When questioned about his intentions toward the Sacred Grove — explicitly, whether he intends to raise his own army of wooden soldiers and capture lands from the Empire — Fly experiences a nightmarish vision of an older version of himself waging war on countless worlds with such a wooden soldier army. This causes him to declare that the grove is to be left alone, and that it be no more than a place of quiet reflection and peace.

During Boy Blue's recovery from the injury caused by the enchanted arrow he had been shot with during "War and Pieces", Blue told Flycatcher about how naive he was being about Red Riding Hood's feelings for him, and that he felt the two should get together. Soon after that, Flycatcher was quick to notice that Blue's arm had turned gangrenous and infected, despite his previous apparent recovery. When Blue was eventually taken to the Farm after the fall of Fabletown to Mr. Dark, his wound now seriously infected by the dark magic contained within the witching cloak (which was originally a sack carried by Mr. Dark), Flycatcher attempted to use the magic given to him by Haven and the Sacred Grove to heal Blue. However, this attempt failed, and Flycatcher was reduced to tears as he told everyone to say their last goodbyes to his best friend. Blue died the next morning and was buried in Haven on the hill overlooking the baseball field there.

Later, Flycatcher finally decided to follow Blue's advice and move forward with his feelings towards Red Riding Hood, kissing her, which caused him to accidentally transform back into a frog. However, he decided he had allowed the curse to dominate him for too long, and he managed to turned himself back under his own power. Shortly afterwards, Flycatcher was called forward on a sad matter when one of his goblin subjects, Mr. Brump, ate a squirrel Fable, Mr. Seedcrate, while drunk. Flycatcher begged Trusty John to find a way to allow Brump mercy and thereby keep him from breaking his policy about killing. Flycatcher used his magic to gain Blue's strength by touching his grave and hardened his heart, simply banishing Mr. Brump from Haven, under penalty of death if he should return. Then, tired of hiding his feelings, he asked Red Riding Hood to spend the night with him, which she happily agreed to.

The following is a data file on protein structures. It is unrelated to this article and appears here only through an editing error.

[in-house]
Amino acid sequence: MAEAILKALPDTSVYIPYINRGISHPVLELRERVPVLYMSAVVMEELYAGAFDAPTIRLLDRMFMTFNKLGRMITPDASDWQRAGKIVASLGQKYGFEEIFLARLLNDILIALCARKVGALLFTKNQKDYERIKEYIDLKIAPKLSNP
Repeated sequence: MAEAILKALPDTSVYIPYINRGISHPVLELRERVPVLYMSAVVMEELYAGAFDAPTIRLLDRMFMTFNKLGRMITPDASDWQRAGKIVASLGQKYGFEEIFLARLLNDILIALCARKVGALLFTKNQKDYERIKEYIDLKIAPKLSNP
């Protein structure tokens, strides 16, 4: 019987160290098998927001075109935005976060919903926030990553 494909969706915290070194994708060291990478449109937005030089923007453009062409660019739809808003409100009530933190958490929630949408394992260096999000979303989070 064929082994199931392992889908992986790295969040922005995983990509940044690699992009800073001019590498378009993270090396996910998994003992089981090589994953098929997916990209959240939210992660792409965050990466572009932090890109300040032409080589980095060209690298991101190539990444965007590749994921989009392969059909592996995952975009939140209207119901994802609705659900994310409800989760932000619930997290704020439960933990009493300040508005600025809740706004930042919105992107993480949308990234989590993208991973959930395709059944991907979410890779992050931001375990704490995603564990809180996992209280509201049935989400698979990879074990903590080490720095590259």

In "The Last Story of Flycatcher" (released at the end of issue #141), it is revealed that Flycatcher and Red Riding Hood eventually got married. They were shown to be happily raising their four children (Trent, Lucy, Bobby and an unnamed son) years after their previous appearance in the series.

Personality and traits[edit]

Tall and decidedly gangly, Fly is almost universally popular in Fabletown, as he's known for being kind and friendly to all (if not exceptionally bright). Indeed, he is generally treated with respect and politeness even by the most shady and harsh fables in the town. He becomes an invaluable part of administering Fabletown as the primary custodian of the Woodlands office. Snow and Bigby name one of their children Ambrose in their friend's honor. Although still ostensibly searching for his family, Fly develops something of a crush on Briar Rose during their centuries in Fabletown, to the extent that his kiss was enough to wake her from her curse.

Fables artist Mark Buckingham has stated that Flycatcher is his favorite character; Buckingham has said that he is the only truly innocent character in the series.[2] This has since been backed up in the series itself, in which it has been noted that Flycatcher was the only Fable to reach the mundane world who had nothing to be forgiven, covered up, or otherwise absolved of, under the Fabletown amnesty.


  1. ^ a b c Irvine, Alex (2008). "Fables". In Dougall, Alastair. The Vertigo Encyclopedia. New York: Dorling Kindersley. pp. 72–81. ISBN 0-7566-4122-5. OCLC 213309015. 
  2. ^ George, Richard (2007-01-05). "Exclusive Fables Interview Complete Edition". IGN. Archived from the original on September 25, 2008. Retrieved 2008-10-11.